I got a tuneful sound out of Hayden (Stagi), Crane (Lachenal) and McCann within a few minutes, it's actually easier than on English, if to compare ergonomics and left/right zig-zag of a scale. Slightly illogical push/pull of an Anglo may be a hindrance too. Duets have the most logic and convenient keyboards so far. Not at all they have steeper learning curves. What they have is an illusion of such curves because one picks up a Duet for piano-like playing and the music often picked up is arranged for higher level. MUCH higher. So if you have trouble with learning curve, you need not to despair. The problem is easily solved by selection of pieces. Why don't you pick the music arranged for English? For a Flute or Violin? Or best of all, for flute or violin duets?

I'm afraid I agree with him, Ralphie. I don't think it's a difficult instrument, just down to expectations being much higher. Sorry...

As for cheap Duets for beginners - very bad direction. Cheap Duets lose air and don't have enough range, they don't sound good, esp. on the right side high notes, and to play left against right you need good range on the right. Low left reeds don't sound on the pressure that's enough for right high reeds. But when they sound, they drown squeaky powerless high notes on the right. It's been discussed many times and the conclusion is: One can use inexpensive 20 button Anglo, but Duet must be of higher quality and range. So it's expensive. CC's Elise perhaps is better answer to this plea, but it's range is something like 2/5 octaves.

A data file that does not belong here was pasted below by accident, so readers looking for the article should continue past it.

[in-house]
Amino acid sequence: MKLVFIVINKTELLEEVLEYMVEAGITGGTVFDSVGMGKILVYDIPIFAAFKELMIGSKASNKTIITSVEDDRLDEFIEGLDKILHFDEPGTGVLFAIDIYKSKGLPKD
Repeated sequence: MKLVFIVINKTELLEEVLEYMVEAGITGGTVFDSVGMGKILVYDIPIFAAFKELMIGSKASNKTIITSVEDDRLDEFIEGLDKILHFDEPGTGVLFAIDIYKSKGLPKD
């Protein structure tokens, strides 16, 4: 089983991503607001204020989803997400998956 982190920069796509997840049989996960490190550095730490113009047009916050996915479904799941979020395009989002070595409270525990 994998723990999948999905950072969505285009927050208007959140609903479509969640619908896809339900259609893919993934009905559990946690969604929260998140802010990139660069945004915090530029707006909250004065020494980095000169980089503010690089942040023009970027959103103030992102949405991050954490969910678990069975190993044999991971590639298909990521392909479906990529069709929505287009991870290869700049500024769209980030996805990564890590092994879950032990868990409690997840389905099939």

The biggest problem however, is the concertina sound itself. It's great for folk music, more difficult for classical. A Duet player, who learns from piano scores, must keep in mind that played note-for-note his Duet may not produce much besides noise. Concertina reeds are often stringent, "straight to your face" and need greater care for the music to be made. Unfortunately, most, if not all, Duet players begin at an advanced age and feel urge to start playing big pieces. So those essentials of music are never covered. Concertina is not forgiving instrument: press a button and it plays.

Again I think he's right in saying tiny instruments aren't what duets are about (although not sure I agree with the reasoning). The piano equivalent would be starting out by buying a stylophone; bound to lead to the Grieg piano concerto, wouldn't you say? The last lines describe me I'm afraid; 'advanced age', 'big classical pieces' so I hope he's wrong about that bit. I'll tell you later.

I think you over-rate the expense bit. If someone wants to play that badly, they will usually find the money. A friend's child took up the bassoon. A splendid instrument but there you start at several thousand pounds, once again there is no beginners model. There is a shortage of bassoon players, yes, but nevertheless people continue to buy them, and I'm sure others will name other instruments where the situation is similar. It also means that Charlie is under severe pressure to succeed with his bassoon, and I think the same effect helped me keep my nose to the grindstone through the moments of deep discouragement when I started the duet. I bought my first duet on the principle that if I didn't take to it, well I would just have to sell it again to get my money back. I sold a motorbike to pay for it, as I remember.

I actually think duets are the concertina bargain of the moment; you can buy a professional player's instrument for a couple of grand with care. A gift! I'll take 6. (And if I had the cash spare I would too, because it won't last forever; watch prices rise after Duet International, for starters.)